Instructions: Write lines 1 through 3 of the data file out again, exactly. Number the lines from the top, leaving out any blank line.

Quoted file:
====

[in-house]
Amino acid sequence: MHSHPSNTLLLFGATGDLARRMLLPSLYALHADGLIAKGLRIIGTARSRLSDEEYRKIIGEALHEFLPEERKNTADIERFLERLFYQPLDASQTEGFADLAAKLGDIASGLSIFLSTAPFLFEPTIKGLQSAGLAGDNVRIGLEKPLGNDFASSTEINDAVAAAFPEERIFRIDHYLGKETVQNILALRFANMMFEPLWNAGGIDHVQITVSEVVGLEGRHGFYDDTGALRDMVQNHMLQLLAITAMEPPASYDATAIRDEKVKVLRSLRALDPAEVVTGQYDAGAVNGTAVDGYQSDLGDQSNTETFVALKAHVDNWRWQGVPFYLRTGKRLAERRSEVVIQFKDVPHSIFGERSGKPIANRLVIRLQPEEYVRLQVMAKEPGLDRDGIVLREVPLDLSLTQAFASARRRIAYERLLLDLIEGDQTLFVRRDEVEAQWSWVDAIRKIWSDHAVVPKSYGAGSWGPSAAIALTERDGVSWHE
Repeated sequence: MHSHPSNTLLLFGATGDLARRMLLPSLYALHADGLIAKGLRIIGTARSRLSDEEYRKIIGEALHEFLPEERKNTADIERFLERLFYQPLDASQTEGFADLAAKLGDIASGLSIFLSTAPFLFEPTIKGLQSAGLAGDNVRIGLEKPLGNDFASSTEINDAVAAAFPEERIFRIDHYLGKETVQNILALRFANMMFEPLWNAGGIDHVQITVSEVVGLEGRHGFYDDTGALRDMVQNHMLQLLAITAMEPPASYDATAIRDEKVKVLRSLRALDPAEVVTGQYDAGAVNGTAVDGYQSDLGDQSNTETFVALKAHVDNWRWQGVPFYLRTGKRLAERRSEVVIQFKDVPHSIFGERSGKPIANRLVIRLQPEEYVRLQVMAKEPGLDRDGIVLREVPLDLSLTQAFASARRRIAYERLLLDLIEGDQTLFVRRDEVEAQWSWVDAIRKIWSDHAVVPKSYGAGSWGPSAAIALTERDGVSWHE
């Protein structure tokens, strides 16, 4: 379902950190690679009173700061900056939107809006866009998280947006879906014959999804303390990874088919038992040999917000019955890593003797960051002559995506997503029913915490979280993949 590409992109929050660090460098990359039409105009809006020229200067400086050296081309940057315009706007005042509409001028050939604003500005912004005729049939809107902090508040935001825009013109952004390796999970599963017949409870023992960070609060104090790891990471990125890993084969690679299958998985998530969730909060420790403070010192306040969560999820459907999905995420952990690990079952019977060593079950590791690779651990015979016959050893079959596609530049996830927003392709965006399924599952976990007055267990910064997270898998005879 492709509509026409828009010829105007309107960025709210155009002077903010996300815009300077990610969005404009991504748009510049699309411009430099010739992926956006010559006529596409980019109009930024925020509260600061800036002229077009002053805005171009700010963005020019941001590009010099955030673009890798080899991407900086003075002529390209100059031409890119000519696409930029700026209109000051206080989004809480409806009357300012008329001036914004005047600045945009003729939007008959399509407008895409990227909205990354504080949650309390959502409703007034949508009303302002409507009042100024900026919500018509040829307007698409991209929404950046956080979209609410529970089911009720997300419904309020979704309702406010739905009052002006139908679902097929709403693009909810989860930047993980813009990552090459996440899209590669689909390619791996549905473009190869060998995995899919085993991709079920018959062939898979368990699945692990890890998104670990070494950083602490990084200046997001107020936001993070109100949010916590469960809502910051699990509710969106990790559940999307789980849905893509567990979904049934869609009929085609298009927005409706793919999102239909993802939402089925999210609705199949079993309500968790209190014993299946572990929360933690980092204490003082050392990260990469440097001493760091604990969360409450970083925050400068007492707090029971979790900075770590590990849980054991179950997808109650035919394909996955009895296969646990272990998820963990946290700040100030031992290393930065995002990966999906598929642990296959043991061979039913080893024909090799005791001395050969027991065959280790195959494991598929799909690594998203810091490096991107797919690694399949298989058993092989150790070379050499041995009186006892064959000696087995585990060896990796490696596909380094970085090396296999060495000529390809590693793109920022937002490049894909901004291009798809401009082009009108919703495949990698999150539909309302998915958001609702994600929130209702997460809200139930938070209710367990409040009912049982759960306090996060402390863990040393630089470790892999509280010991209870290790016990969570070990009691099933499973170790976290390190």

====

[in-house]
Amino acid sequence: MHSHPSNTLLLFGATGDLARRMLLPSLYALHADGLIAKGLRIIGTARSRLSDEEYRKIIGEALHEFLPEERKNTADIERFLERLFYQPLDASQTEGFADLAAKLGDIASGLSIFLSTAPFLFEPTIKGLQSAGLAGDNVRIGLEKPLGNDFASSTEINDAVAAAFPEERIFRIDHYLGKETVQNILALRFANMMFEPLWNAGGIDHVQITVSEVVGLEGRHGFYDDTGALRDMVQNHMLQLLAITAMEPPASYDATAIRDEKVKVLRSLRALDPAEVVTGQYDAGAVNGTAVDGYQSDLGDQSNTETFVALKAHVDNWRWQGVPFYLRTGKRLAERRSEVVIQFKDVPHSIFGERSGKPIANRLVIRLQPEEYVRLQVMAKEPGLDRDGIVLREVPLDLSLTQAFASARRRIAYERLLLDLIEGDQTLFVRRDEVEAQWSWVDAIRKIWSDHAVVPKSYGAGSWGPSAAIALTERDGVSWHE
Repeated sequence: MHSHPSNTLLLFGATGDLARRMLLPSLYALHADGLIAKGLRIIGTARSRLSDEEYRKIIGEALHEFLPEERKNTADIERFLERLFYQPLDASQTEGFADLAAKLGDIASGLSIFLSTAPFLFEPTIKGLQSAGLAGDNVRIGLEKPLGNDFASSTEINDAVAAAFPEERIFRIDHYLGKETVQNILALRFANMMFEPLWNAGGIDHVQITVSEVVGLEGRHGFYDDTGALRDMVQNHMLQLLAITAMEPPASYDATAIRDEKVKVLRSLRALDPAEVVTGQYDAGAVNGTAVDGYQSDLGDQSNTETFVALKAHVDNWRWQGVPFYLRTGKRLAERRSEVVIQFKDVPHSIFGERSGKPIANRLVIRLQPEEYVRLQVMAKEPGLDRDGIVLREVPLDLSLTQAFASARRRIAYERLLLDLIEGDQTLFVRRDEVEAQWSWVDAIRKIWSDHAVVPKSYGAGSWGPSAAIALTERDGVSWHE